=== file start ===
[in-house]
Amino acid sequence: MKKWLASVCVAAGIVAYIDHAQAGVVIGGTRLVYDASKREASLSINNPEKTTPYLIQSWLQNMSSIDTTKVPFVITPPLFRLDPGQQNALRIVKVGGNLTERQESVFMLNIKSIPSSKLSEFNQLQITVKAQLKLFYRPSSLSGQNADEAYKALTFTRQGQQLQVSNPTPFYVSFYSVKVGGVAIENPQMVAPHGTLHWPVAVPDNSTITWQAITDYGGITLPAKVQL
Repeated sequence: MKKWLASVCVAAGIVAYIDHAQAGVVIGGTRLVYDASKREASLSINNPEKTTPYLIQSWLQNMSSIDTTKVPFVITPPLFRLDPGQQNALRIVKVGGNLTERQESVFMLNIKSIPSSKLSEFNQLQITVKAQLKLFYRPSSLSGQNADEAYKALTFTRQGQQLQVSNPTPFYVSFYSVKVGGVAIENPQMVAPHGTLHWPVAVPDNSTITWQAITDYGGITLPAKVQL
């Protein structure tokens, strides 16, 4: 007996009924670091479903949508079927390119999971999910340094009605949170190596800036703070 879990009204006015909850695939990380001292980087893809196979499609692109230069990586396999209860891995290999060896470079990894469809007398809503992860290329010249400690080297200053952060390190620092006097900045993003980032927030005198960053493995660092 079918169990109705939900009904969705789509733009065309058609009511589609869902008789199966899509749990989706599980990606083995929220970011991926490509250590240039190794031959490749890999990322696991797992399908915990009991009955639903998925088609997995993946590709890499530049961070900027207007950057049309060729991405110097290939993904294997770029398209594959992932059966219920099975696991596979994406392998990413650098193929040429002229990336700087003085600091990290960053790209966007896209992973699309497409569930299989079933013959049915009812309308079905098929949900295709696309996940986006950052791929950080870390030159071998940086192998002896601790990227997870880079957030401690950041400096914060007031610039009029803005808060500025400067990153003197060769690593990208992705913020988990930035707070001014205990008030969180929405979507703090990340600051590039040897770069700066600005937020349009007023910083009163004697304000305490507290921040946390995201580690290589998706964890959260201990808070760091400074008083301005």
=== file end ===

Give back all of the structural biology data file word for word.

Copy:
[in-house]
Amino acid sequence: MKKWLASVCVAAGIVAYIDHAQAGVVIGGTRLVYDASKREASLSINNPEKTTPYLIQSWLQNMSSIDTTKVPFVITPPLFRLDPGQQNALRIVKVGGNLTERQESVFMLNIKSIPSSKLSEFNQLQITVKAQLKLFYRPSSLSGQNADEAYKALTFTRQGQQLQVSNPTPFYVSFYSVKVGGVAIENPQMVAPHGTLHWPVAVPDNSTITWQAITDYGGITLPAKVQL
Repeated sequence: MKKWLASVCVAAGIVAYIDHAQAGVVIGGTRLVYDASKREASLSINNPEKTTPYLIQSWLQNMSSIDTTKVPFVITPPLFRLDPGQQNALRIVKVGGNLTERQESVFMLNIKSIPSSKLSEFNQLQITVKAQLKLFYRPSSLSGQNADEAYKALTFTRQGQQLQVSNPTPFYVSFYSVKVGGVAIENPQMVAPHGTLHWPVAVPDNSTITWQAITDYGGITLPAKVQL
């Protein structure tokens, strides 16, 4: 007996009924670091479903949508079927390119999971999910340094009605949170190596800036703070 879990009204006015909850695939990380001292980087893809196979499609692109230069990586396999209860891995290999060896470079990894469809007398809503992860290329010249400690080297200053952060390190620092006097900045993003980032927030005198960053493995660092 079918169990109705939900009904969705789509733009065309058609009511589609869902008789199966899509749990989706599980990606083995929220970011991926490509250590240039190794031959490749890999990322696991797992399908915990009991009955639903998925088609997995993946590709890499530049961070900027207007950057049309060729991405110097290939993904294997770029398209594959992932059966219920099975696991596979994406392998990413650098193929040429002229990336700087003085600091990290960053790209966007896209992973699309497409569930299989079933013959049915009812309308079905098929949900295709696309996940986006950052791929950080870390030159071998940086192998002896601790990227997870880079957030401690950041400096914060007031610039009029803005808060500025400067990153003197060769690593990208992705913020988990930035707070001014205990008030969180929405979507703090990340600051590039040897770069700066600005937020349009007023910083009163004697304000305490507290921040946390995201580690290589998706964890959260201990808070760091400074008083301005």